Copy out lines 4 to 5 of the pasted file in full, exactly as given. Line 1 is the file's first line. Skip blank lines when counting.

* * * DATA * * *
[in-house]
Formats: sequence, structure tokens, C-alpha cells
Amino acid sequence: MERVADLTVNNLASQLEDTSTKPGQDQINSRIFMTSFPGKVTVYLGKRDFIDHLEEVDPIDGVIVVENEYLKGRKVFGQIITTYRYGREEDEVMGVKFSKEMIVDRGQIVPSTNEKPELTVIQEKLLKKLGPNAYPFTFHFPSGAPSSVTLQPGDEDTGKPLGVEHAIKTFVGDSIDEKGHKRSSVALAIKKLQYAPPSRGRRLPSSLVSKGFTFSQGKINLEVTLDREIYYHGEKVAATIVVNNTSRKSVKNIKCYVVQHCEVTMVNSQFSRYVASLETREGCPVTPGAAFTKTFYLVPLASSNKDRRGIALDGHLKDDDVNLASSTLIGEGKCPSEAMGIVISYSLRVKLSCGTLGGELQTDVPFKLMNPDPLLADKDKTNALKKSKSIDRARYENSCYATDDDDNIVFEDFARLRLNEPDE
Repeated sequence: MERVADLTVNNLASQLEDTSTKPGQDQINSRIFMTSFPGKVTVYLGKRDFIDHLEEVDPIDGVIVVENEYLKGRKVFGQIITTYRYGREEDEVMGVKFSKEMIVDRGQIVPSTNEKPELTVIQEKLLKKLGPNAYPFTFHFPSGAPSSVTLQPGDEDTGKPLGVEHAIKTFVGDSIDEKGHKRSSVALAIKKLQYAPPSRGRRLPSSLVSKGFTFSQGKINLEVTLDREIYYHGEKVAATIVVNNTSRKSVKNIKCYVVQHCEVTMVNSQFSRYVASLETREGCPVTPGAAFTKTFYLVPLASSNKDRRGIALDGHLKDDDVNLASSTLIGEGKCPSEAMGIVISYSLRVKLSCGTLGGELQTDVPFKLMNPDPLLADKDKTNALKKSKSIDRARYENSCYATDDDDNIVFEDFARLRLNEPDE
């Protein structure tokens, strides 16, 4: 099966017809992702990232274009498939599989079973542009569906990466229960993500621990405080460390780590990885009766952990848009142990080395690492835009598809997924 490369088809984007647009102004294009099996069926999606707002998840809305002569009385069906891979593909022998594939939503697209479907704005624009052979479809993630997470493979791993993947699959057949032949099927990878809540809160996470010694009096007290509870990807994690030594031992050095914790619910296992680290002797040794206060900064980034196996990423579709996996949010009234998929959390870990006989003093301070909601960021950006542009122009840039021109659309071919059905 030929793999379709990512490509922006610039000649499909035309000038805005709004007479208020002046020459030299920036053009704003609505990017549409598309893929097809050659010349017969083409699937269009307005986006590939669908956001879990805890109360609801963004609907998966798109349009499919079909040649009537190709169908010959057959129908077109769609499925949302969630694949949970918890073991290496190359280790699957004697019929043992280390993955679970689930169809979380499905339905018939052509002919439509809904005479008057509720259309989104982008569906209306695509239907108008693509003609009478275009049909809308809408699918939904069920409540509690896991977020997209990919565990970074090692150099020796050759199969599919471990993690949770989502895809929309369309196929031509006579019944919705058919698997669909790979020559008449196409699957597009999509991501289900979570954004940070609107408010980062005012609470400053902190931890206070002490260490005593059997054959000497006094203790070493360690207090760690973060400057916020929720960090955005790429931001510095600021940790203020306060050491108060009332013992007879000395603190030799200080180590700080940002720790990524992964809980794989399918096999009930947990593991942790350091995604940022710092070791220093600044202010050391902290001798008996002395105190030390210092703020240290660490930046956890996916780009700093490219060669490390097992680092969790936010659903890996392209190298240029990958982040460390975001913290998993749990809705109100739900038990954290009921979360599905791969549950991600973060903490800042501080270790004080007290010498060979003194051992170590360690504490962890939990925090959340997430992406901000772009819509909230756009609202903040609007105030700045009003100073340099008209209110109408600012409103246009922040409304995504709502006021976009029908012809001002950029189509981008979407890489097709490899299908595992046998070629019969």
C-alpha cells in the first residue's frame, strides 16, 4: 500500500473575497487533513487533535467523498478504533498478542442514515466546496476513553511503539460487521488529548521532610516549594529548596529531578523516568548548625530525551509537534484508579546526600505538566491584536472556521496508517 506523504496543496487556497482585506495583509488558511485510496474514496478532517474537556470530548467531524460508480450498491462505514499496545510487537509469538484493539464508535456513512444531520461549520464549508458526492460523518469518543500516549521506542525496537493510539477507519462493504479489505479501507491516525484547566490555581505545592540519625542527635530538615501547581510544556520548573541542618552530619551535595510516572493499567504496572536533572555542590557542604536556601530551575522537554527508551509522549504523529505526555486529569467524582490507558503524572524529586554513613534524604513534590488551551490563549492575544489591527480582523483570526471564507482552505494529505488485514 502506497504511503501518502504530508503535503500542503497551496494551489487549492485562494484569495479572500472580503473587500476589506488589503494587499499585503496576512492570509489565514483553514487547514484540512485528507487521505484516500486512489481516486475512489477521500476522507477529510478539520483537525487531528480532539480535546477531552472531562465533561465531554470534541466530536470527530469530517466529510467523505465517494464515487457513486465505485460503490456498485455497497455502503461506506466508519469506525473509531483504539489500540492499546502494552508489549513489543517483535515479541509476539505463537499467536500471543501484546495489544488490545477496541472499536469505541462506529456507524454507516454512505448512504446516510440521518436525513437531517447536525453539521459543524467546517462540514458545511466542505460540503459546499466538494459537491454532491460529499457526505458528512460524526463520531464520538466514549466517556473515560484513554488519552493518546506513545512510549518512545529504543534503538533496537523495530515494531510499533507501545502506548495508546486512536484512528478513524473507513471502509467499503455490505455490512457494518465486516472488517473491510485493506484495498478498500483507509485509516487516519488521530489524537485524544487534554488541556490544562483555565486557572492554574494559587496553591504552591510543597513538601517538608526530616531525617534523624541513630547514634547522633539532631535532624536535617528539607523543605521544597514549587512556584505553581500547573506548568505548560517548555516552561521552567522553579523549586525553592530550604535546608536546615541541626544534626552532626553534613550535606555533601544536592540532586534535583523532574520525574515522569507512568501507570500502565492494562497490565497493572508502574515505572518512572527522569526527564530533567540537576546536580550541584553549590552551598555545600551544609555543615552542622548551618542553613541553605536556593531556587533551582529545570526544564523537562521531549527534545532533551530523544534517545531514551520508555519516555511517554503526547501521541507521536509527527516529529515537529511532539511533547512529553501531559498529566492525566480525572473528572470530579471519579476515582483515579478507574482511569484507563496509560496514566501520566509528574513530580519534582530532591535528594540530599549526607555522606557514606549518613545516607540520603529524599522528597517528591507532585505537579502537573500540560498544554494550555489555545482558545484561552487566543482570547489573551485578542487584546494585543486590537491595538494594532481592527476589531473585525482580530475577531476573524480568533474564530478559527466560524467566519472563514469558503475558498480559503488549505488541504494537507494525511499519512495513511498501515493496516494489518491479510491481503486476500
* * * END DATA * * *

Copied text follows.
Repeated sequence: MERVADLTVNNLASQLEDTSTKPGQDQINSRIFMTSFPGKVTVYLGKRDFIDHLEEVDPIDGVIVVENEYLKGRKVFGQIITTYRYGREEDEVMGVKFSKEMIVDRGQIVPSTNEKPELTVIQEKLLKKLGPNAYPFTFHFPSGAPSSVTLQPGDEDTGKPLGVEHAIKTFVGDSIDEKGHKRSSVALAIKKLQYAPPSRGRRLPSSLVSKGFTFSQGKINLEVTLDREIYYHGEKVAATIVVNNTSRKSVKNIKCYVVQHCEVTMVNSQFSRYVASLETREGCPVTPGAAFTKTFYLVPLASSNKDRRGIALDGHLKDDDVNLASSTLIGEGKCPSEAMGIVISYSLRVKLSCGTLGGELQTDVPFKLMNPDPLLADKDKTNALKKSKSIDRARYENSCYATDDDDNIVFEDFARLRLNEPDE
């Protein structure tokens, strides 16, 4: 099966017809992702990232274009498939599989079973542009569906990466229960993500621990405080460390780590990885009766952990848009142990080395690492835009598809997924 490369088809984007647009102004294009099996069926999606707002998840809305002569009385069906891979593909022998594939939503697209479907704005624009052979479809993630997470493979791993993947699959057949032949099927990878809540809160996470010694009096007290509870990807994690030594031992050095914790619910296992680290002797040794206060900064980034196996990423579709996996949010009234998929959390870990006989003093301070909601960021950006542009122009840039021109659309071919059905 030929793999379709990512490509922006610039000649499909035309000038805005709004007479208020002046020459030299920036053009704003609505990017549409598309893929097809050659010349017969083409699937269009307005986006590939669908956001879990805890109360609801963004609907998966798109349009499919079909040649009537190709169908010959057959129908077109769609499925949302969630694949949970918890073991290496190359280790699957004697019929043992280390993955679970689930169809979380499905339905018939052509002919439509809904005479008057509720259309989104982008569906209306695509239907108008693509003609009478275009049909809308809408699918939904069920409540509690896991977020997209990919565990970074090692150099020796050759199969599919471990993690949770989502895809929309369309196929031509006579019944919705058919698997669909790979020559008449196409699957597009999509991501289900979570954004940070609107408010980062005012609470400053902190931890206070002490260490005593059997054959000497006094203790070493360690207090760690973060400057916020929720960090955005790429931001510095600021940790203020306060050491108060009332013992007879000395603190030799200080180590700080940002720790990524992964809980794989399918096999009930947990593991942790350091995604940022710092070791220093600044202010050391902290001798008996002395105190030390210092703020240290660490930046956890996916780009700093490219060669490390097992680092969790936010659903890996392209190298240029990958982040460390975001913290998993749990809705109100739900038990954290009921979360599905791969549950991600973060903490800042501080270790004080007290010498060979003194051992170590360690504490962890939990925090959340997430992406901000772009819509909230756009609202903040609007105030700045009003100073340099008209209110109408600012409103246009922040409304995504709502006021976009029908012809001002950029189509981008979407890489097709490899299908595992046998070629019969």